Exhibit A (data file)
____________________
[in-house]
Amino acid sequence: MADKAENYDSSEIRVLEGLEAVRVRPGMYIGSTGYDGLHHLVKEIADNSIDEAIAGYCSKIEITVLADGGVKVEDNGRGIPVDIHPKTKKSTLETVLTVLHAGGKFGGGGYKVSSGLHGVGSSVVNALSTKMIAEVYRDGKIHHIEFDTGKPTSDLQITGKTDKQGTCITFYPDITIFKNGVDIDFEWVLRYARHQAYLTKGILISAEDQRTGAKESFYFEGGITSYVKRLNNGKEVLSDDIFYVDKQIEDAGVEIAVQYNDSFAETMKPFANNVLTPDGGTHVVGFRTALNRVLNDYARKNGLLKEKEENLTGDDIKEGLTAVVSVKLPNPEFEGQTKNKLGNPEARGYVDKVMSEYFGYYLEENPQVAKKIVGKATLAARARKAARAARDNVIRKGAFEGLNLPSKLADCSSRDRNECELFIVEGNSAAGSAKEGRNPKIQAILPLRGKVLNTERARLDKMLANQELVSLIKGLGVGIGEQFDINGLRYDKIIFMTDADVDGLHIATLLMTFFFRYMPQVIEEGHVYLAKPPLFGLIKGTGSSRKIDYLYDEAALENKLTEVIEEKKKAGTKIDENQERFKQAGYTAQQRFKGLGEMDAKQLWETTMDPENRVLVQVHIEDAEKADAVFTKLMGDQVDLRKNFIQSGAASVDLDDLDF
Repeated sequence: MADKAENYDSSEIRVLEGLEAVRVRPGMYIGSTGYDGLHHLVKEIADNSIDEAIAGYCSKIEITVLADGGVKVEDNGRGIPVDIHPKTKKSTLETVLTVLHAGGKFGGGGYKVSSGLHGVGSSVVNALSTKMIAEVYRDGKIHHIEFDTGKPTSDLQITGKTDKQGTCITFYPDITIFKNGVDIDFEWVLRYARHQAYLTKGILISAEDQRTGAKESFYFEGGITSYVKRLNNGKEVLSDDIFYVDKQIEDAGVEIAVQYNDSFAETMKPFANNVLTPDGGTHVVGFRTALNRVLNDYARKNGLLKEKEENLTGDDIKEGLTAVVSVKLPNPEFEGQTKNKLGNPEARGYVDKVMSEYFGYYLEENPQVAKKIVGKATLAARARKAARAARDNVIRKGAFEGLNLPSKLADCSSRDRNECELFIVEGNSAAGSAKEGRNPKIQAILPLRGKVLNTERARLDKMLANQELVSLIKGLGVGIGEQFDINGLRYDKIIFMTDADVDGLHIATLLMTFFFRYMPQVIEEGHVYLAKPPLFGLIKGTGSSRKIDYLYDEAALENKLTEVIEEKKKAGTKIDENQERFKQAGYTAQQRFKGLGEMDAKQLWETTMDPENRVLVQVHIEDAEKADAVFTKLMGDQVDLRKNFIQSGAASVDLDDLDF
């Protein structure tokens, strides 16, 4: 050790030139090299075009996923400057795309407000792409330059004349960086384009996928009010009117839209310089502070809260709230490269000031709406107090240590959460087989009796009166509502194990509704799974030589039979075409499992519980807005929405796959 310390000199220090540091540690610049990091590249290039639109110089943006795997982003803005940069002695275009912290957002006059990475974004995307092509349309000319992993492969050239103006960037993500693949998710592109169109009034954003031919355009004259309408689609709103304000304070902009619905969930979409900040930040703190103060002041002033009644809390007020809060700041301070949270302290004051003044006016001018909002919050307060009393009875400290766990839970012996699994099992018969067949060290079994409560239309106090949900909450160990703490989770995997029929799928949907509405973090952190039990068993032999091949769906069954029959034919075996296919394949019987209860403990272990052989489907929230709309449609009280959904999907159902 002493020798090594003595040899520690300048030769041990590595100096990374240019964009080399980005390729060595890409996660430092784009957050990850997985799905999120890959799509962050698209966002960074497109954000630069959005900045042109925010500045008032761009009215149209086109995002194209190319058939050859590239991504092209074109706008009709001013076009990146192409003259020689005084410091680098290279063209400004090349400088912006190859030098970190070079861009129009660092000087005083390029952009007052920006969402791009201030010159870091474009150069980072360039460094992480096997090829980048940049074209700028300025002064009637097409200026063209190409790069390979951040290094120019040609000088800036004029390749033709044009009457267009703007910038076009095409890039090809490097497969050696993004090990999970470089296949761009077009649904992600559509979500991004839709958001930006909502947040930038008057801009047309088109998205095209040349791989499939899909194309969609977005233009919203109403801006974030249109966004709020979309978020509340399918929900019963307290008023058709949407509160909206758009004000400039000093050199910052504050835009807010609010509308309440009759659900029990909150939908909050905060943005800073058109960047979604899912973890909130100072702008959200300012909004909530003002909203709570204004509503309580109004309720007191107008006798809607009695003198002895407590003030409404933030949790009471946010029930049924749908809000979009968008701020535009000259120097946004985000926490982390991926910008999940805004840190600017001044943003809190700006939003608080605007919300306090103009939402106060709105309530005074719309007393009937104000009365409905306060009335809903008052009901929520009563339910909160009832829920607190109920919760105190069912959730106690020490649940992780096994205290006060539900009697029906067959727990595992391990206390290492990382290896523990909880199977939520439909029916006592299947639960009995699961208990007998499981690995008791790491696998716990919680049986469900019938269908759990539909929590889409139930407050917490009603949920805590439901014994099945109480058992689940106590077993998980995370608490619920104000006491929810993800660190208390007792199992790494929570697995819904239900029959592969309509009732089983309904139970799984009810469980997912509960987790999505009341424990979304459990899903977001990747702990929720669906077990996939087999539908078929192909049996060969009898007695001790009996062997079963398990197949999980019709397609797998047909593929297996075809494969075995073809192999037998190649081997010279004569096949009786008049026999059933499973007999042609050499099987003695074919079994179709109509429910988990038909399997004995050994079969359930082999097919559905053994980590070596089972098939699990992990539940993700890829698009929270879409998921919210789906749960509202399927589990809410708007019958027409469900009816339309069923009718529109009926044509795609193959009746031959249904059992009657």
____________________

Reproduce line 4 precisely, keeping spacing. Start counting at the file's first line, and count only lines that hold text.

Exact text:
């Protein structure tokens, strides 16, 4: 050790030139090299075009996923400057795309407000792409330059004349960086384009996928009010009117839209310089502070809260709230490269000031709406107090240590959460087989009796009166509502194990509704799974030589039979075409499992519980807005929405796959 310390000199220090540091540690610049990091590249290039639109110089943006795997982003803005940069002695275009912290957002006059990475974004995307092509349309000319992993492969050239103006960037993500693949998710592109169109009034954003031919355009004259309408689609709103304000304070902009619905969930979409900040930040703190103060002041002033009644809390007020809060700041301070949270302290004051003044006016001018909002919050307060009393009875400290766990839970012996699994099992018969067949060290079994409560239309106090949900909450160990703490989770995997029929799928949907509405973090952190039990068993032999091949769906069954029959034919075996296919394949019987209860403990272990052989489907929230709309449609009280959904999907159902 002493020798090594003595040899520690300048030769041990590595100096990374240019964009080399980005390729060595890409996660430092784009957050990850997985799905999120890959799509962050698209966002960074497109954000630069959005900045042109925010500045008032761009009215149209086109995002194209190319058939050859590239991504092209074109706008009709001013076009990146192409003259020689005084410091680098290279063209400004090349400088912006190859030098970190070079861009129009660092000087005083390029952009007052920006969402791009201030010159870091474009150069980072360039460094992480096997090829980048940049074209700028300025002064009637097409200026063209190409790069390979951040290094120019040609000088800036004029390749033709044009009457267009703007910038076009095409890039090809490097497969050696993004090990999970470089296949761009077009649904992600559509979500991004839709958001930006909502947040930038008057801009047309088109998205095209040349791989499939899909194309969609977005233009919203109403801006974030249109966004709020979309978020509340399918929900019963307290008023058709949407509160909206758009004000400039000093050199910052504050835009807010609010509308309440009759659900029990909150939908909050905060943005800073058109960047979604899912973890909130100072702008959200300012909004909530003002909203709570204004509503309580109004309720007191107008006798809607009695003198002895407590003030409404933030949790009471946010029930049924749908809000979009968008701020535009000259120097946004985000926490982390991926910008999940805004840190600017001044943003809190700006939003608080605007919300306090103009939402106060709105309530005074719309007393009937104000009365409905306060009335809903008052009901929520009563339910909160009832829920607190109920919760105190069912959730106690020490649940992780096994205290006060539900009697029906067959727990595992391990206390290492990382290896523990909880199977939520439909029916006592299947639960009995699961208990007998499981690995008791790491696998716990919680049986469900019938269908759990539909929590889409139930407050917490009603949920805590439901014994099945109480058992689940106590077993998980995370608490619920104000006491929810993800660190208390007792199992790494929570697995819904239900029959592969309509009732089983309904139970799984009810469980997912509960987790999505009341424990979304459990899903977001990747702990929720669906077990996939087999539908078929192909049996060969009898007695001790009996062997079963398990197949999980019709397609797998047909593929297996075809494969075995073809192999037998190649081997010279004569096949009786008049026999059933499973007999042609050499099987003695074919079994179709109509429910988990038909399997004995050994079969359930082999097919559905053994980590070596089972098939699990992990539940993700890829698009929270879409998921919210789906749960509202399927589990809410708007019958027409469900009816339309069923009718529109009926044509795609193959009746031959249904059992009657």